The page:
In our monthly planning faux pas, we’ll highlight potentially devastating mistakes or misconceptions that retirees will want to be aware of in regards to social security and other aspects of financial planning. Here’s one: Social Security won’t pay you two benefits at the same time. If you are entitled to more than one benefit, you’ll receive the larger of the two (or something close to it). For example, married couples are entitled to collect on their spouse’s earnings record—a spousal benefit. However, you don’t get to take both. You can only take the higher of the two. And the moment you go to file for one of them, you’ll be “deemed” to be filing for the other one two.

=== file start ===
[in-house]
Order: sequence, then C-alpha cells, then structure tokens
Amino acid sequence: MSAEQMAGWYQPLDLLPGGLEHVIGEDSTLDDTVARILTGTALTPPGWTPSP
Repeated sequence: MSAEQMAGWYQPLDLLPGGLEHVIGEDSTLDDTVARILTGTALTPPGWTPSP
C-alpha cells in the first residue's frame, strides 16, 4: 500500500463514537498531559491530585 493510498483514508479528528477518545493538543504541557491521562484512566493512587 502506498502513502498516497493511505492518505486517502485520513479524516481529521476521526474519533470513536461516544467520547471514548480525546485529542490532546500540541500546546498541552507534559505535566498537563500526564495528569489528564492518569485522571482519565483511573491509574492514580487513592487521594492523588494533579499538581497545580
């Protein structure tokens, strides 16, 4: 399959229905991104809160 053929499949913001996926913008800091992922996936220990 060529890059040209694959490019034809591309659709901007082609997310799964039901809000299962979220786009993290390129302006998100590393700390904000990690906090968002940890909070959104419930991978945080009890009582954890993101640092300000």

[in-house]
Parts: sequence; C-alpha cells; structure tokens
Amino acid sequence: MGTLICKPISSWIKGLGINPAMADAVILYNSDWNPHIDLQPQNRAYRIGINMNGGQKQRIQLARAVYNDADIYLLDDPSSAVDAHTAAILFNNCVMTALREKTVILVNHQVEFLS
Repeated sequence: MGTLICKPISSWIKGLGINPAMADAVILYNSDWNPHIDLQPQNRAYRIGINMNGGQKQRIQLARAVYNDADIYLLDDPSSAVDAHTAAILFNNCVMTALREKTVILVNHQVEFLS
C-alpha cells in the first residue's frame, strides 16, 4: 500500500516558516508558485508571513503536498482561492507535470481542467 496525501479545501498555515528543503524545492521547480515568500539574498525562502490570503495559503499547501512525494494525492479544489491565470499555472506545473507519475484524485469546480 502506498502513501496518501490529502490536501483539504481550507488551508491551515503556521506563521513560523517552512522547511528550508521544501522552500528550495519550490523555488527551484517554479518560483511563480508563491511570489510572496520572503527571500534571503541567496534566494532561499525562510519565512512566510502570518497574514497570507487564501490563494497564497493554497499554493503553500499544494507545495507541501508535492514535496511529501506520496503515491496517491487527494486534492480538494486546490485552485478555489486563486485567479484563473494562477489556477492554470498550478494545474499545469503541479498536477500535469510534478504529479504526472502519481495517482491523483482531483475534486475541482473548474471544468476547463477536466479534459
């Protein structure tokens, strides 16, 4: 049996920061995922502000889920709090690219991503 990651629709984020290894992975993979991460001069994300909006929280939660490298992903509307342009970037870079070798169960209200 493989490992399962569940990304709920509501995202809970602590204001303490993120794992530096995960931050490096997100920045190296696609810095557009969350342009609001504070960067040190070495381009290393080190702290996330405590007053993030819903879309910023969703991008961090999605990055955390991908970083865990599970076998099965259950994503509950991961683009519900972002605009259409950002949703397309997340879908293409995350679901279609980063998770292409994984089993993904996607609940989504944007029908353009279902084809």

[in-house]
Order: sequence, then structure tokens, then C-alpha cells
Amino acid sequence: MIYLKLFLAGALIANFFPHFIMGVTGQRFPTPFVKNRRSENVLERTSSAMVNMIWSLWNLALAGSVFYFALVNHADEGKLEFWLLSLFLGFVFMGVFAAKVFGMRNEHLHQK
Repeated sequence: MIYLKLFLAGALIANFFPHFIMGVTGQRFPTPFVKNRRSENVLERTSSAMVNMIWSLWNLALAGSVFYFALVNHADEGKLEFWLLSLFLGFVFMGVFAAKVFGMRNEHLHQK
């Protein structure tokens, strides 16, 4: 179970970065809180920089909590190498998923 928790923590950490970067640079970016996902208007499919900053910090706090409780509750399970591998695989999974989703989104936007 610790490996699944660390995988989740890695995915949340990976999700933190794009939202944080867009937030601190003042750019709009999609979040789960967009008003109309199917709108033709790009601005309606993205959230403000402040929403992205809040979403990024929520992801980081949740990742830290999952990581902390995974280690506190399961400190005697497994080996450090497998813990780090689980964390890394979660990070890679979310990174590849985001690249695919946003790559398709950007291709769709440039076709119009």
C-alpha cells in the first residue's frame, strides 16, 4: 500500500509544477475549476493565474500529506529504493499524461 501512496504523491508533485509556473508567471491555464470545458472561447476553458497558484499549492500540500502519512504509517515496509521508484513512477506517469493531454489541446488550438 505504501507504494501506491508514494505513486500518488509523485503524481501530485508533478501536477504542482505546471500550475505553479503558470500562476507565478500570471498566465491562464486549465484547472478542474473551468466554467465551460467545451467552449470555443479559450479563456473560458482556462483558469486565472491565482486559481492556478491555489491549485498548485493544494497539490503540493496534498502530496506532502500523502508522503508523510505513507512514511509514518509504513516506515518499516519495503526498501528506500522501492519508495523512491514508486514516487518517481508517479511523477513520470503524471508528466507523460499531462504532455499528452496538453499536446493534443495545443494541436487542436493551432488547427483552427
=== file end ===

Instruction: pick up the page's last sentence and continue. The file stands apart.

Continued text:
However, spouses and qualified divorced spouses who were 62 prior to January 2, 2016 are allowed to take just their spousal/divorced spousal benefits starting at full retirement age and then switch to their personal retirement benefit at age 70. And for widows the rules are a little different. If you were widowed before taking your retirement benefit, you can take your widow(er) benefit before or after your own personal retirement benefit. This is also true for qualified divorced widow(er)s.

The rules of social security seem easy at first glance, but they can be very complicated. If you want a second pair of eyes to look over your social security strategy and overall retirement plan, give us a call.

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